USOC poised to step up winter Olympic bid ambitions

The U.S. Olympic Committee (USOC) is reportedly set to decide on an American bid city for a future winter Olympic and Paralympic Games by the end of the year, with Salt Lake City officials pushing their claims as they prepare to stage a significant meeting today (Tuesday).

In February, Salt Lake City became the first US city to confirm its intention to bid to host the 2030 Games. The city’s Olympic exploratory committee released a 140-page report that concluded that the city could rely on many of the venues that hosted events during the 2002 Olympics, with the Games having an estimated budget of $1.35bn (€1.19bn).

Salt Lake City has since been joined by rival bids from Denver and the Reno-Tahoe area. The Deseret News has now said the USOC is due to pick a candidate for an as-yet unidentified future winter Games that could be as soon as 2030. “This is a natural continuation of the process, to choose a city out of three by the end of the year,” USOC spokesman, Mark Jones, told the Salt Lake City-based newspaper yesterday (Monday).

A US bid has previously been earmarked for the 2030 Games, but fresh uncertainty over a possible date comes with renewed concerns over the bidding process for the 2026 Games. Multiple reports in Canada yesterday (Monday) said that Calgary council’s Olympic committee will be asked today to exit negotiations for a cost-sharing agreement to finance the 2026 Games, cancel a plebiscite on the bid scheduled for November 13 and end any further work on the project.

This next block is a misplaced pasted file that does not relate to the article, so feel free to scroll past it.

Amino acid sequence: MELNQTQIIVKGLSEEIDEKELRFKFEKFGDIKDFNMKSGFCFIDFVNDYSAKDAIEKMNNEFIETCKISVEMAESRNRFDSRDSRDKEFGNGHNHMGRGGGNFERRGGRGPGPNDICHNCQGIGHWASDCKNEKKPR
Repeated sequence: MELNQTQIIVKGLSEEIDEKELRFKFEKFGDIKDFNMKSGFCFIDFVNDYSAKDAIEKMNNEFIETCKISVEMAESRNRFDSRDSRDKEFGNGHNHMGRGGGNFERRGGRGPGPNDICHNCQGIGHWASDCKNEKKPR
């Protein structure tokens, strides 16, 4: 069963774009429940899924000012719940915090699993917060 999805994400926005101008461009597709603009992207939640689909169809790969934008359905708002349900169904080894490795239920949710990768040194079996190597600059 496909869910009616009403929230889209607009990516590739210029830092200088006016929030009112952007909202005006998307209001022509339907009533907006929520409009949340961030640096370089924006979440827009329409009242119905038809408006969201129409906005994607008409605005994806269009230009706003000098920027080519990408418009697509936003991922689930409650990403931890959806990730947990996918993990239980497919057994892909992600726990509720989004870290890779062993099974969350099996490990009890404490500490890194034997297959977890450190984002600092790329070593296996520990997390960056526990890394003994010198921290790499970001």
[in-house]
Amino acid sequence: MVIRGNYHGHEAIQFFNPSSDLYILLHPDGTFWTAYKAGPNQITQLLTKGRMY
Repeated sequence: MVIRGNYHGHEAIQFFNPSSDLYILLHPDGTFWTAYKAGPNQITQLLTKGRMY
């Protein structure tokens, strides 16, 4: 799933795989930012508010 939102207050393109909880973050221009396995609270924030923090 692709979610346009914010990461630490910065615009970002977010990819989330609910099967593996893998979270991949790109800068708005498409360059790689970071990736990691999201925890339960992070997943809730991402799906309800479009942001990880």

The news comes amid continuing uncertainty over the status of the two other bids – Stockholm and the joint effort from Milan and Cortina d’Ampezzo. Salt Lake City Mayor Jackie Biskupski said the US bid process is expected to include site visits next month followed by USOC-led public opinion polls to gauge support for hosting an Olympics in each of the three bid cities.

Biskupski and Utah Senate President Wayne Niederhauser are heading the newly-formed Salt Lake Executive Committee for the Games that will stage its first official meeting with the exploratory committee today.

The Deseret News said that news of a USOC bid timeline came following a meeting held last month, with Biskupski telling the newspaper that Salt Lake only recently received notice that a decision will be made before the end of 2018. She added: “I think by far our city is light-years ahead of the other cities that are looking at this as far as venues and as far as our investment in those venues.”

Niederhauser said: “We thought we were going to be in limbo for a while. All of a sudden now we have an opportunity and we’re going for it. I don’t think the other cities can do what we can do in such a short time. That may be a little bit arrogant, but it’s just the facts.”

Most recent

Formula One is likely to implement virtual advertising more widely in its global broadcast feed following its sponsorship and data rights partnership with ISG. But the sport needs to be careful not to fall foul of broadcast regulations concerning product placement. Ben Cronin reports

German football has earned praise for its blend of ideological purity and commercial nous, but calls to reform restrictions on private ownership and investment are growing. With the Bundesliga’s media rights coming to market, Callum McCarthy explores how the league’s commercial performance over the next 18 months could shape its long-term future.

Paul Rabil, who, with his brother Mike, started up the Premier Lacrosse League in the US, talks to Bob Williams about how they plan to make a success of the new league and about the challenges of setting up a new sports league from scratch.

After suffering early growing pains, the Big3 basketball league appears to have found its feet ahead of its third season this summer. Bob WIlliams reports.